There is One to whom we should be grateful above all others, and that is God. “In Him we live and move and have our being” (Acts. 17:28), and “every good gift and every perfect gift is from above” (Jas. 1:17; cf. Matt. 5:45). Ingratitude to Him is thus a serious sin. Included in the horrendous moral collapse described in Romans 1:18-32, we find, “They did not glorify Him as God, nor were thankful” (vs. 21). And in describing the “perilous times” coming in the last days unthankfulness is highlighted (II Tim. 3:2).

This actually began in Eden, though the word is not used. Adam and Eve became dissatisfied with the great abundance God had provided (Gen. 2:16). They believed the serpent’s (Satan’s) lie that the Lord was holding out on them, and that if they ate of the fruit of the one tree forbidden to them (vs. 17), they would become “like God” (Gen. 3:4-5). In effect they would no longer need God, but would become a self-made man and woman.

As the Word of God exhorted Old Testament Israel to be thankful (Ps. 100:4), so the same exhortation is given to Christians (Col. 3:15). “In everything [in all circumstances] give thanks; for this is the will of God in Christ Jesus for you” (I Thess. 5:18). There’s an element of faith in this. That even in trying and difficult situations we are able to lift up praise to God, because we believe He’s still in control, and will bring out of our trials His own good and perfect will.

1) We give Thee thanks, O God, this day,
For mercies never failing:
Thy love hath brought us on our way
For all our wants availing.

4) The seasons come, the seasons go,
But each shall find us singing;
For each shall greet us, well we know,
New favours from Thee bringing.

5) Through endless years Thou art the same,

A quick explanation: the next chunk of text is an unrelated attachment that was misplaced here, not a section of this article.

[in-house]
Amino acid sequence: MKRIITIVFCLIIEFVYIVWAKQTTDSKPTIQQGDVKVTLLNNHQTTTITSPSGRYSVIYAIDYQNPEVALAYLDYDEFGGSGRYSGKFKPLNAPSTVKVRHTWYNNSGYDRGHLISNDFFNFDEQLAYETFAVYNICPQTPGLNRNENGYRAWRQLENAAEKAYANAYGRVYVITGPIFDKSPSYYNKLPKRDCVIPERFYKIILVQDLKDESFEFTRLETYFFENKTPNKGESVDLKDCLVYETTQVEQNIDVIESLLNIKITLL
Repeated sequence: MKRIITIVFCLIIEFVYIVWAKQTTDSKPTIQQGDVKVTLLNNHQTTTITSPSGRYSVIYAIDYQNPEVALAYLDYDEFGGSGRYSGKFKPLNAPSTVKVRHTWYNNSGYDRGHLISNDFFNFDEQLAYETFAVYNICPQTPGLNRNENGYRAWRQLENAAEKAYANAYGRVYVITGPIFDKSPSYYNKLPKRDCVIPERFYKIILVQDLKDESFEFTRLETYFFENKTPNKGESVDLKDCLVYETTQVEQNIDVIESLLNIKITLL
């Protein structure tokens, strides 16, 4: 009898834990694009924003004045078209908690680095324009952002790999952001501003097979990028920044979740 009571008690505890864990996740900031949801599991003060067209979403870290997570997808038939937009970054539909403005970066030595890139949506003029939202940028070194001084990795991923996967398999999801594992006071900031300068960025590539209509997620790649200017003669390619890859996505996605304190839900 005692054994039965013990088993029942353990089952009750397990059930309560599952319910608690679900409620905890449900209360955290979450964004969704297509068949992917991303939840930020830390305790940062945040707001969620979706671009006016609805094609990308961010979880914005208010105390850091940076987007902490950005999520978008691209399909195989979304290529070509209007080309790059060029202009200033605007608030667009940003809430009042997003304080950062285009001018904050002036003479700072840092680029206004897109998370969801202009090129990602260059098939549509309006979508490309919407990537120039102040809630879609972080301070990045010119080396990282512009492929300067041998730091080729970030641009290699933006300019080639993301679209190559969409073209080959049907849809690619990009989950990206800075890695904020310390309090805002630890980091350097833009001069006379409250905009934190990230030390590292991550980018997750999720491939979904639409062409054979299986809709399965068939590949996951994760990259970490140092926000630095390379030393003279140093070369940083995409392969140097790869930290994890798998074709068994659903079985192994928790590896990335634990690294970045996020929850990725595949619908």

Thy mercy changes never;
Then blessed be Thy mighty name
Forever and forever.

Questions:
1) Why are we able to sing songs of praise and thanksgiving to God, not only in seasons of joy and blessing, but when trials and difficulties come upon us?

2) What are three blessings you are enjoying today for which you can thank the Lord?

Links:
Wordwise Hymns (none)
The Cyber Hymnal (Robert Offord)
Hymnary.org

Posted by: rcottrill | July 26, 2017

These Things Shall Be

Graphic Bob New Glasses 2015HOW TO USE THIS BLOG
1) The Almanac. Click on the month you want in the side-bar, then the specific date. The blog will tell you what happened in hymn history on that day.
2) Reflections. There is always a current article on a hymn. But you can find many others by clicking on the Index tab. (More being added all the time.)
3) Topical Articles are opinion pieces on many aspects sacred music.
4) To Donate. If you can help with the cost of developing and maintaining this site, click on the “Support” tab above and the page will show you how.

Also see 30+ Ideas for Promoting Hymn Singing in your church. As others have contributed ideas, this wonderful resource has grown to over 80 items now. And, for more than three dozen reasons why congregations should still use hymn books rather than merely projecting words on the wall, see The Value of Hymn Books.

Words: John Addington Symonds (b. Oct. 5, 1840; d. Apr. 19, 1893)
Music: Truro, by Thomas Williams (data unknown), from Psalmodia Evangelica, 1789.

Links:
Wordwise Hymns (none)
The Cyber Hymnal (John Symonds)
Hymnary.org